Governor Ron DeSantis signs strongest anti-illegal immigration legislation in the country to combat border crisis

From rumble broadcast of Governor DeSantis’s press conference | Alachua Chronicle

Press release from the Office of Governor Ron DeSantis

JACKSONVILLE, Fla. — Today, Governor Ron DeSantis signed Senate Bill 1718 to combat the dangerous effects of illegal immigration caused by the federal government’s reckless border policies. This legislation makes using E-Verify mandatory for any employer with 25 or more employees, imposes enforceable penalties for those employing illegal aliens, and enhances penalties for human smuggling. Additionally, this bill prohibits local governments from issuing Identification Cards (ID) to illegal aliens, invalidates ID cards issued to illegal aliens in other states, and requires hospitals to collect and submit data on the costs of providing health care to illegal aliens. More on today’s announcement can be found here.

“The Biden Border Crisis has wreaked havoc across the United States and has put Americans in danger,” said Governor Ron DeSantis. “In Florida, we will not stand idly by while the federal government abandons its lawful duties to protect our country. The legislation I signed today gives Florida the most ambitious anti-illegal immigration laws in the country, fighting back against reckless federal government policies and ensuring the Florida taxpayers are not footing the bill for illegal immigration.”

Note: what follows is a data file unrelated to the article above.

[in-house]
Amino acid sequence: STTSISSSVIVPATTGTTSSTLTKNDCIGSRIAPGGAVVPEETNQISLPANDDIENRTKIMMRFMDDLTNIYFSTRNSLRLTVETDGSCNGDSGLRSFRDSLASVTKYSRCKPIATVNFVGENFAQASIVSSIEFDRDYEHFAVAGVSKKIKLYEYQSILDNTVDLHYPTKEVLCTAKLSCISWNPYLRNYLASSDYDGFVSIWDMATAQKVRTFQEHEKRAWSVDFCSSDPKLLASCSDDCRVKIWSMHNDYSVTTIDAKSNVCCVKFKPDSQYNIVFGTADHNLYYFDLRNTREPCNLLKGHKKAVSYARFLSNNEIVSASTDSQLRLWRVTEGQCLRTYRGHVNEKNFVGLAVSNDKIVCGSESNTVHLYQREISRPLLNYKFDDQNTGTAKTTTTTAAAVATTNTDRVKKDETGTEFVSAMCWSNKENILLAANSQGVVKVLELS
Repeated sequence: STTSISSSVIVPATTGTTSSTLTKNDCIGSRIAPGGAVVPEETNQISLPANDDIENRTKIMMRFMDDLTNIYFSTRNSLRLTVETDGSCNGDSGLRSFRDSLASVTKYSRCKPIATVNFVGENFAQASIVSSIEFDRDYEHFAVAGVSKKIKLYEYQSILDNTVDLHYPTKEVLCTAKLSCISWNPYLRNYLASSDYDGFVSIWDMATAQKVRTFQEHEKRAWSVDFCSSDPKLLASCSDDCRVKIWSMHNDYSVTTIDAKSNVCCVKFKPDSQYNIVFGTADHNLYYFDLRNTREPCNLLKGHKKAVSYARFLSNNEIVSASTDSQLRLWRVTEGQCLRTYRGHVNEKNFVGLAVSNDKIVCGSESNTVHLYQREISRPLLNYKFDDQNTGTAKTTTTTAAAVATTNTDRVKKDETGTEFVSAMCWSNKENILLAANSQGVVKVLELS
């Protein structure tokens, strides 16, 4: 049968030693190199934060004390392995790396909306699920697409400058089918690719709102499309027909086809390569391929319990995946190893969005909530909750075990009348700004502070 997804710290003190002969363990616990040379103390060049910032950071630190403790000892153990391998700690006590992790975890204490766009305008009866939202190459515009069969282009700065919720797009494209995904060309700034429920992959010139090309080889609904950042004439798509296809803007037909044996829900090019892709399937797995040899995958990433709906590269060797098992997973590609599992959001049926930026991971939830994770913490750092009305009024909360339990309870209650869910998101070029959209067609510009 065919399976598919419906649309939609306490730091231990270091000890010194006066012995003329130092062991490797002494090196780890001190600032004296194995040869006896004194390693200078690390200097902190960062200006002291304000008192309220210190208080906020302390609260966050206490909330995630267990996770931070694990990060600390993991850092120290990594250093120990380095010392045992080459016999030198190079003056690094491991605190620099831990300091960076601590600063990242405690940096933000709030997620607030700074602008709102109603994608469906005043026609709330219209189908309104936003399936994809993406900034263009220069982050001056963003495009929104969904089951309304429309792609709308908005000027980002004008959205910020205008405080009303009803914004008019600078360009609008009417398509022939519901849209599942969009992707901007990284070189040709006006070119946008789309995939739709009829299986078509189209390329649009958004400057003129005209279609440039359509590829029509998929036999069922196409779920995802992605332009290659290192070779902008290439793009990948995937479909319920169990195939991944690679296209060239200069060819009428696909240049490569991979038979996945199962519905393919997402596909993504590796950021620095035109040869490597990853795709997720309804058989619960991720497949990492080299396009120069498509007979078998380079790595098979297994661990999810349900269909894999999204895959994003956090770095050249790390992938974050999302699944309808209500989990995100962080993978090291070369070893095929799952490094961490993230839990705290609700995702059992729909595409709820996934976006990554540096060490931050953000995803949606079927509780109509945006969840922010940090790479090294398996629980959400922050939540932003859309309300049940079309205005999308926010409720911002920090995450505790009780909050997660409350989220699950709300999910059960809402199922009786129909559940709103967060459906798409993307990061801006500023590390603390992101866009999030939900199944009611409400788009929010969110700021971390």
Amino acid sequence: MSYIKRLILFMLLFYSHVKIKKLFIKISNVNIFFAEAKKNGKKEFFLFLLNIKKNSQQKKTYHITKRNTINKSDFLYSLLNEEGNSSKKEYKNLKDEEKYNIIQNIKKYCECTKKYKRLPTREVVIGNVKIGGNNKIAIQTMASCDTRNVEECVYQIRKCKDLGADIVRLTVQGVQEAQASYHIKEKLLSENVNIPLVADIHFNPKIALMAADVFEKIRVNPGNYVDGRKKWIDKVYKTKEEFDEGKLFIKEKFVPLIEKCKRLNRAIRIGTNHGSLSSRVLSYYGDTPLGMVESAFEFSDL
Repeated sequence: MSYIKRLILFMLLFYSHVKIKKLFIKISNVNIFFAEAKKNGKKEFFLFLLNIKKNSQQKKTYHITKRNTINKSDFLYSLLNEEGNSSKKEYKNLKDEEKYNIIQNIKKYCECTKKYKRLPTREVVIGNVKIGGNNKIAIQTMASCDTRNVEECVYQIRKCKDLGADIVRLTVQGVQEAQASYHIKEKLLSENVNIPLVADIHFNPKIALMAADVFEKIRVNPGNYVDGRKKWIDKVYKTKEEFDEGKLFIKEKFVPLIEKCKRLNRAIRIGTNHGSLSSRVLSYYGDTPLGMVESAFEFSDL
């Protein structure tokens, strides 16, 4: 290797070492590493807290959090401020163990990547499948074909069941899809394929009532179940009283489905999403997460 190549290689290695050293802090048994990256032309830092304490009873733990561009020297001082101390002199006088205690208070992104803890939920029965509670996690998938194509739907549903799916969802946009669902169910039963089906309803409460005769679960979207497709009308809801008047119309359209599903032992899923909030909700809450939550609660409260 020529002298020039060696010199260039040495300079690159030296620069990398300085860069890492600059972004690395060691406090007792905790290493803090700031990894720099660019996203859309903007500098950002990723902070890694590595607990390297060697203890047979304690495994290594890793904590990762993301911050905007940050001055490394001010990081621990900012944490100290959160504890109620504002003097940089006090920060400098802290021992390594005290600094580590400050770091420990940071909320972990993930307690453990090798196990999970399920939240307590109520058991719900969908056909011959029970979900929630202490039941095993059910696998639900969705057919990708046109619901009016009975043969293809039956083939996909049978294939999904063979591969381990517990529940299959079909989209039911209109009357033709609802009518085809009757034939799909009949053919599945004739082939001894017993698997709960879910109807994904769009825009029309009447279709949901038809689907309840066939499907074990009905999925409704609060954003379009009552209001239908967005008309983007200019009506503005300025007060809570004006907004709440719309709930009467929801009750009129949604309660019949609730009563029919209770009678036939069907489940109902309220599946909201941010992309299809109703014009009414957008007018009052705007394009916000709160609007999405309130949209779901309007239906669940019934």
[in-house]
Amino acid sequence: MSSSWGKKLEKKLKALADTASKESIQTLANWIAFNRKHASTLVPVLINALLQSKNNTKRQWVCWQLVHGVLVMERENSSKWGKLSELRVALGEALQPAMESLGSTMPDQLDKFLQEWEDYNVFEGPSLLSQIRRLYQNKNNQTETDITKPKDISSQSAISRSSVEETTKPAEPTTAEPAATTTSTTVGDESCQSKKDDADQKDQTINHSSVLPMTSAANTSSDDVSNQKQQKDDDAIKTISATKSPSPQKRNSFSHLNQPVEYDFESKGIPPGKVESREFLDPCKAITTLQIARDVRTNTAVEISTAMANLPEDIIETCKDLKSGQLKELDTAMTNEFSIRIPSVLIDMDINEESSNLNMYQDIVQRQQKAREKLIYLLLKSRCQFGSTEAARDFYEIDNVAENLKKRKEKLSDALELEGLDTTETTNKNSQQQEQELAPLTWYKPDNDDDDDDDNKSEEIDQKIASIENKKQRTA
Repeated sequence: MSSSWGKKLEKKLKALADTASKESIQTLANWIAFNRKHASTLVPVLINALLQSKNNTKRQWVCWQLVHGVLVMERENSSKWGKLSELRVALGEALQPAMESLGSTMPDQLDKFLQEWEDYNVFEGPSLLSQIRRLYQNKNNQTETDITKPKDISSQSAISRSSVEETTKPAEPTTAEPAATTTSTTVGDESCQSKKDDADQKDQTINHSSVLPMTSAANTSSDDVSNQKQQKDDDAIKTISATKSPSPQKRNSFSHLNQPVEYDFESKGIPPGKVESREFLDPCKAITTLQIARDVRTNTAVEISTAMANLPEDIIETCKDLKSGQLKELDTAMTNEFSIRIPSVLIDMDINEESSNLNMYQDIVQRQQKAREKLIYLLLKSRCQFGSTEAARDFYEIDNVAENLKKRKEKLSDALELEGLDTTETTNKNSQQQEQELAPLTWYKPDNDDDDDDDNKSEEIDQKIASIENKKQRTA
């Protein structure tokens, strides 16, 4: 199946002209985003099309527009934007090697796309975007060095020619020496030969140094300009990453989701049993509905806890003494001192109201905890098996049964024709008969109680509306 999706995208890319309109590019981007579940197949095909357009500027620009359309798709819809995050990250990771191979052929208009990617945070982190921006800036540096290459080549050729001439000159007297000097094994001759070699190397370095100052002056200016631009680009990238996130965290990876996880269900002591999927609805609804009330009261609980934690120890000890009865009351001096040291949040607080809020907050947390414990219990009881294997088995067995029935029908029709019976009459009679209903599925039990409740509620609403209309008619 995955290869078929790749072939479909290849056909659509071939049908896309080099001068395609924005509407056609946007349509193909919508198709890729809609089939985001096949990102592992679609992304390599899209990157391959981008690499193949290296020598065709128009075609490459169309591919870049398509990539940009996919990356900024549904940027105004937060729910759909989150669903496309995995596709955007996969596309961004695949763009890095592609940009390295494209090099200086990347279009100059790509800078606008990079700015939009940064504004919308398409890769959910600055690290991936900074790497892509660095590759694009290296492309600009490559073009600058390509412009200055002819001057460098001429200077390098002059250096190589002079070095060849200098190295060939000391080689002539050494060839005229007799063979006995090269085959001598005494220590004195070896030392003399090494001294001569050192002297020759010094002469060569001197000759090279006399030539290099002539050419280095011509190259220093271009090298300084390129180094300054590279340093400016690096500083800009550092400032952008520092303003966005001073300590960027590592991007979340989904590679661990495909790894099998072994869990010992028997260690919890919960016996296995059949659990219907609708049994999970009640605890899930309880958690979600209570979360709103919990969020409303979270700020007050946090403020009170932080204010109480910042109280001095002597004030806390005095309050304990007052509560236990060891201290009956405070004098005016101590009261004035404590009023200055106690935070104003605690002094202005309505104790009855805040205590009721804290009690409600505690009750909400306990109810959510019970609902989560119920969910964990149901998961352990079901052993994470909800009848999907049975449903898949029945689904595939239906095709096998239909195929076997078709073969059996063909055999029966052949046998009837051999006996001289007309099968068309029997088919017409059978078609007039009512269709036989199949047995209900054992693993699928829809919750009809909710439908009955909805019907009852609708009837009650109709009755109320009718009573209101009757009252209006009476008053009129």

“Our Southern Border has been dealing with a manmade crisis under the ineptness of President Biden, allowing more than 6.3 million illegal immigrants to flood our border,” said Senator Blaise Ingoglia. “Today, under the leadership of Governor Ron DeSantis, Florida made history by signing into law the strongest state-led anti-illegal immigration bill ever brought forth. It was an honor to usher this bill through the process, knowing we are safeguarding Floridians and serving as the model for the nation to combat this crisis created by our very own President.”

“Today, Florida sent a strong message that as a state we will protect our resources, our communities, and our families,” said Representative Kiyan Michael. 

This legislation will require private employers with 25 or more employees to use the E-Verify system for new employees, beginning on July 1, 2023. This bill also expands penalties for employers who fail to comply with E-Verify requirements, including the possible suspension and revocation of employer licenses and the imposition of specific penalties on employers that knowingly employ illegal aliens.

Additionally, this legislation creates a third-degree felony for an unauthorized alien to knowingly use a false ID document to gain employment and prohibits a county or municipality from providing funds to any person or organization for the purpose of issuing IDs or other documents to an illegal alien.